We have two groups of researchers, one from University A and another from University B. These two groups are studying the effects of quarantine, implemented by governments in response to the SARS‑CoV‑2 pandemic. Both groups have the same base research process. The basic research process is a template that the two research groups can use to proceed with their investigation. Yet the research groups can customize the research process in terms of:

  • Which steps are carried out during the research.
  • How each research step is carried out.

Let's represent this research with a class diagram before creating the model with Python code.

The research guideline is composed of 4 steps:

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  • University A decides to apply 2 of the 4 steps (2 and 3)
  • University B applies the 3 of the steps (1, 3 and 4)
  • Both groups modified all the chosen steps.
  • Finally, step number 3 must be applied for both groups as it is mandatory.

We already have our diagram class, we just have to change it so it fits with our problem.

Updating the diagram to fit the conditions we specified, we end up with the following model:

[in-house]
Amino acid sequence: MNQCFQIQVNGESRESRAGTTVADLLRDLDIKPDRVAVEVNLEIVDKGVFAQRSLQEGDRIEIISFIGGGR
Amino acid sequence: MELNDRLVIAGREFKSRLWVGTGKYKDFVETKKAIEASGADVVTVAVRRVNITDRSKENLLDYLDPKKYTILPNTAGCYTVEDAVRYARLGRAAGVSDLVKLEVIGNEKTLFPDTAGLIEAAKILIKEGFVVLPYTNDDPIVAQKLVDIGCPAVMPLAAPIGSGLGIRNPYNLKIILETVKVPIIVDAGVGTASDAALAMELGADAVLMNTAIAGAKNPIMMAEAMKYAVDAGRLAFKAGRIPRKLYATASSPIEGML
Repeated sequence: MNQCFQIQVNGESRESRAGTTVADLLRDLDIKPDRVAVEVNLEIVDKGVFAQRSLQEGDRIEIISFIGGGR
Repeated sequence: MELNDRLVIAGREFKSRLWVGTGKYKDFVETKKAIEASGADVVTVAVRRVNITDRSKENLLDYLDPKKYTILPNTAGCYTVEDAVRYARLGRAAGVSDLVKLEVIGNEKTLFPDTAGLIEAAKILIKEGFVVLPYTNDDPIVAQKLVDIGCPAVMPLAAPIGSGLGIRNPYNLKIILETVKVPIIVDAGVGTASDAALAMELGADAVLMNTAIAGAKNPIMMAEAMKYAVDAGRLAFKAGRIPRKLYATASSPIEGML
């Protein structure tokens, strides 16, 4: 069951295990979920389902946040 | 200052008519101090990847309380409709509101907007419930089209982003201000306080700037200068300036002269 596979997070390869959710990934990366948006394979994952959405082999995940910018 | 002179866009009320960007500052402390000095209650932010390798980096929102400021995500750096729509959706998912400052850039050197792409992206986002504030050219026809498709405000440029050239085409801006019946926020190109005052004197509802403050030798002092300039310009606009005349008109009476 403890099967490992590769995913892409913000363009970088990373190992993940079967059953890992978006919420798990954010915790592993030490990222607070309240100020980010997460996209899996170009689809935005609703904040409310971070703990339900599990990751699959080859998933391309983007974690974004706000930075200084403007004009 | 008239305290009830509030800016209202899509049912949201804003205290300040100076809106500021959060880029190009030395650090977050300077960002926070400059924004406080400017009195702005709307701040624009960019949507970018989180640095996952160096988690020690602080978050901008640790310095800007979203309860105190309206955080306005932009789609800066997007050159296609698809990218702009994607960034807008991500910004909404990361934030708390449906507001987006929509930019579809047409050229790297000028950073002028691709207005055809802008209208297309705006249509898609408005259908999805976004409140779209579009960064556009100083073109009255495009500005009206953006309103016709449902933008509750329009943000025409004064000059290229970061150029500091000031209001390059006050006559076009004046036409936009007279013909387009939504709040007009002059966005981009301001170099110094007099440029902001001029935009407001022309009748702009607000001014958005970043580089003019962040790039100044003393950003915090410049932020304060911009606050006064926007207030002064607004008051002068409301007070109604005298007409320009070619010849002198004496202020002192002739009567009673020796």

UML diagram - Python implementation of template method design pattern

Implementing the Template Method Design Pattern in Python

Now that we have the outline for our abstract and concrete classes, let's implement them in Python.

Let's start with our abstract class - researchGuideline.py, which will contain our template methods with the four principal steps for the research.

First, we'll import the ABC library. This library contains a class called ABC, and we'll use it as a superclass for our research template, turning it into an abstract base class.

Next, we'll define our steps as class methods. These methods will be empty for now, but when we define the subclasses - they will overwrite the steps:

# Importing the ABC library
from abc import ABC, abstractmethod

# Creating our abstract class:
class ResearchGuideline(ABC):
    
    # Template Method definition:
    def templateMethod(self):
        # Calling all the steps
        self.step1()
        self.step2()
        self.step3()
        self.step4()
        
    # Defining the Template Method Steps
    def step1(self):
        pass

    def step2(self):
        pass
    
    @abstractmethod
    def step3(self):
        pass

    def step4(self):
        pass

Notice how we added the @abstractmethod decorator to step 3. This shows that an abstract class' subclasses must always overwrite that method. We must include this decorator in the imports, as it’s also part of the ABC library.

Let's define our concrete classes now. We are talking about Universities A and B, with their respective steps. We will create a subclass for both of the universities by using the ResearchGuideline template.

For both classes, we have to import the ResearchGuideline class and create an inheritance between the superclass and the subclass. This allows us to use the step we defined in the guideline/template and overwrite them. The application of the steps will be a simple log/print in this case.